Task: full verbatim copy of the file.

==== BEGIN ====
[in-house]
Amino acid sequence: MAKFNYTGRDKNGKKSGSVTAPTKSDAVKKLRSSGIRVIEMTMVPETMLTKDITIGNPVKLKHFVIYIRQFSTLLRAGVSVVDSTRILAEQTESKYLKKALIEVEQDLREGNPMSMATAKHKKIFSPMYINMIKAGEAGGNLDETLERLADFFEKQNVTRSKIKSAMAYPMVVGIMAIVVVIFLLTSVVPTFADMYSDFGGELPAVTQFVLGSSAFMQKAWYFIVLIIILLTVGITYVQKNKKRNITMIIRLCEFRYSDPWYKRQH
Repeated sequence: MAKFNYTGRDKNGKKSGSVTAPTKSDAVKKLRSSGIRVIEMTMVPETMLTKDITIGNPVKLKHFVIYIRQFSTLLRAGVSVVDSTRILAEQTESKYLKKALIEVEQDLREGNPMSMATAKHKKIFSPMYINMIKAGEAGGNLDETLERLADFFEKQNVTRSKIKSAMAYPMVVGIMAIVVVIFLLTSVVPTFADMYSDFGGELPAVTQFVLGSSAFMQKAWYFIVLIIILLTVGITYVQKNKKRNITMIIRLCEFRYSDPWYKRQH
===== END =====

[in-house]
Amino acid sequence: MAKFNYTGRDKNGKKSGSVTAPTKSDAVKKLRSSGIRVIEMTMVPETMLTKDITIGNPVKLKHFVIYIRQFSTLLRAGVSVVDSTRILAEQTESKYLKKALIEVEQDLREGNPMSMATAKHKKIFSPMYINMIKAGEAGGNLDETLERLADFFEKQNVTRSKIKSAMAYPMVVGIMAIVVVIFLLTSVVPTFADMYSDFGGELPAVTQFVLGSSAFMQKAWYFIVLIIILLTVGITYVQKNKKRNITMIIRLCEFRYSDPWYKRQH
Repeated sequence: MAKFNYTGRDKNGKKSGSVTAPTKSDAVKKLRSSGIRVIEMTMVPETMLTKDITIGNPVKLKHFVIYIRQFSTLLRAGVSVVDSTRILAEQTESKYLKKALIEVEQDLREGNPMSMATAKHKKIFSPMYINMIKAGEAGGNLDETLERLADFFEKQNVTRSKIKSAMAYPMVVGIMAIVVVIFLLTSVVPTFADMYSDFGGELPAVTQFVLGSSAFMQKAWYFIVLIIILLTVGITYVQKNKKRNITMIIRLCEFRYSDPWYKRQH